With those big heavy boxes, sticky joysticks and miles of tangled wires, many parents will remember how playing on a games console in the eighties was often just as much a physical challenge as it was technological.
Fast forward 30 years and kids are gaming more than ever. The average child aged between 12 and 15 in 2016 spent nearly 13-and-a-half hours a week* playing on the latest weird and wonderful games. That is nearly 90 minutes more than the previous year. And we'd be kidding ourselves to say this will not continue to increase.
Meanwhile, the rise in online gaming means that it has for many become the new way of socialising. There are now popular online platforms such as Steam which enable kids to access games on their devices, and communities such as Twitch where they can swap notes with other gamers.
Games consoles such as the Xbox One and the PS4, are a world away from their predecessors, opening up a multitude of online activities. One mum recently told us how she left her 11-year-old girl alone to play on her XBox and was startled to find her talking over a headset to a grown man in Germany "who had become her friend" on the particular game she was plugged into.
It is more important than ever that parents move with the times and make sure their children are safe when they are gaming and understand not only the capabilities of the device or console you have bought them, but their online capabilities.
For example - and not wanting to unnecessarily scare other parents - Pornhub's latest figures** found that 53% of their traffic from games consoles came from PlayStation; 34% from Xbox and 7% from Nintendo Wii.
A survey carried out by Internet Matters this year*** showed how 61% of nine to 16 year olds took part in online gaming - with 12 being the most popular age.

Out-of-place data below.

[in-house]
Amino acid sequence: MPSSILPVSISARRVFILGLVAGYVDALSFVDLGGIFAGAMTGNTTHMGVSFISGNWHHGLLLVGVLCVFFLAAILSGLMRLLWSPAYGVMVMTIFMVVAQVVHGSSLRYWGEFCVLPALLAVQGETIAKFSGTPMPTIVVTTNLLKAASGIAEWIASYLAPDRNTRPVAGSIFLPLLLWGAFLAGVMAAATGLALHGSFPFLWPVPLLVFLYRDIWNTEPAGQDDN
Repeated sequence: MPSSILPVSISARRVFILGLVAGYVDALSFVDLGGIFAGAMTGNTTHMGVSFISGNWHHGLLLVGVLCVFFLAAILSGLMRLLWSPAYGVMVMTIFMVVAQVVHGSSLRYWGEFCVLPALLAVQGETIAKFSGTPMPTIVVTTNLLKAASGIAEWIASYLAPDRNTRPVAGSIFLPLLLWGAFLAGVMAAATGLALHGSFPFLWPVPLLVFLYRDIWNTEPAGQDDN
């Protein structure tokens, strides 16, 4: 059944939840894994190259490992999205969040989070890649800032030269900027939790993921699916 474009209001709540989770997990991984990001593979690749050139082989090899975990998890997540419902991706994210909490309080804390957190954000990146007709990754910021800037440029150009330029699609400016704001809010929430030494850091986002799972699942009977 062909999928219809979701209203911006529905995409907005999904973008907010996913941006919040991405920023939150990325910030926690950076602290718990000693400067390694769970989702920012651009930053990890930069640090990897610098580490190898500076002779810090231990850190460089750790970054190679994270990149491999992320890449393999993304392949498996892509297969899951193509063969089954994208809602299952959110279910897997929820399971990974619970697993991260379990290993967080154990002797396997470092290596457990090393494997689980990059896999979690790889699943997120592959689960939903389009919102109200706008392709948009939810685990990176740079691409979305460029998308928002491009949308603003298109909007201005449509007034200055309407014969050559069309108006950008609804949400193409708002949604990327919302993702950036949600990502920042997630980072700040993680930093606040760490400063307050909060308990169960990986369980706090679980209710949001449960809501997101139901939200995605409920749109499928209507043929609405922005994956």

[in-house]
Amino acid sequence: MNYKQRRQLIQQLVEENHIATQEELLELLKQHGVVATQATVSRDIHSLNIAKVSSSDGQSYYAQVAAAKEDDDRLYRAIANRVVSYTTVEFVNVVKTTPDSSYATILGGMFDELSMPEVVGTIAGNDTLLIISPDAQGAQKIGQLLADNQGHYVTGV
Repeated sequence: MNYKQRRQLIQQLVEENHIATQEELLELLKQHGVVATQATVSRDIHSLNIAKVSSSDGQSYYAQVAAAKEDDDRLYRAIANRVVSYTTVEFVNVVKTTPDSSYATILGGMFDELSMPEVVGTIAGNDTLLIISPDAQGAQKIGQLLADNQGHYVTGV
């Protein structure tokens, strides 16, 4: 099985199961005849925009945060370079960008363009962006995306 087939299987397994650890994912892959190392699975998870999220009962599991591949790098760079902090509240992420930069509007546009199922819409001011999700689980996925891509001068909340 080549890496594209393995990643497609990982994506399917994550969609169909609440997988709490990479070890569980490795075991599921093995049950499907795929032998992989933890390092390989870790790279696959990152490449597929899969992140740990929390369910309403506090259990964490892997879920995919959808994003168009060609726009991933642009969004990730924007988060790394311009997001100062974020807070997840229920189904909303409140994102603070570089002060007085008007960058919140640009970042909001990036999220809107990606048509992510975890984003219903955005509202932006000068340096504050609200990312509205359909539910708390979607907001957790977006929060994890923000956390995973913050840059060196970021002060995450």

Out of those who are gaming, nearly half (48%) play online games via a smartphone app such as Clash of the Clans or Minecraft. 47% played on Xbox Live and 30% on Playstation Plus.
While 41% of parents worried the amount of time spent gaming was having a detrimental effect to their child's health, their main concerns with their children online gaming included talking to strangers, hearing inappropriate language, grooming, sharing personal information and cyberbullying.
There are some simple things parents can do right away to help protect their children.
Have a conversation with them to find out what games they like to play, how they work and gently ask questions about who they play with online, who they meet and talk to, and if they're using live chat or talking to other players via in-game communications platforms.
Show them how they can report abusive chat and exclude anti-social players should they come across it. Check that the games they are using are age appropriate - like films, all games have their own official age classification known as a PEGI rating, which appears on the box.
Teach your children to protect themselves - remind them not to share personal information and to keep gaming friends in the game only rather than adding them to their other social networks.
Make sure you and your family agree what games can be played and that children understand why some games are allowed and others aren't. Agree how long they're allowed to play for.
Especially for younger children, change the settings on your tablet or smartphone to 'airplane' mode. That way, they can play the game offline without making accidental purchases or connecting with someone they don't know.
Read each game's advice for parents and play the game yourself to help you understand more about how the game your child is playing works and its appropriateness.
Use our interactive guide to parental controls to find out more about keeping your children safe when they're online gaming.
For more information about how to keep your children safe online go to internetmatters.org
*Ofcom's Children and parents: media use and attitudes report, November 2016.
** Pornhub's 2016 Year in Review, January 2017.
***Internet Matters survey of 2,000 parents, May 2017.
-- This feed and its contents are the property of The Huffington Post UK, and use is subject to our terms. It may be used for personal consumption, but may not be distributed on a website.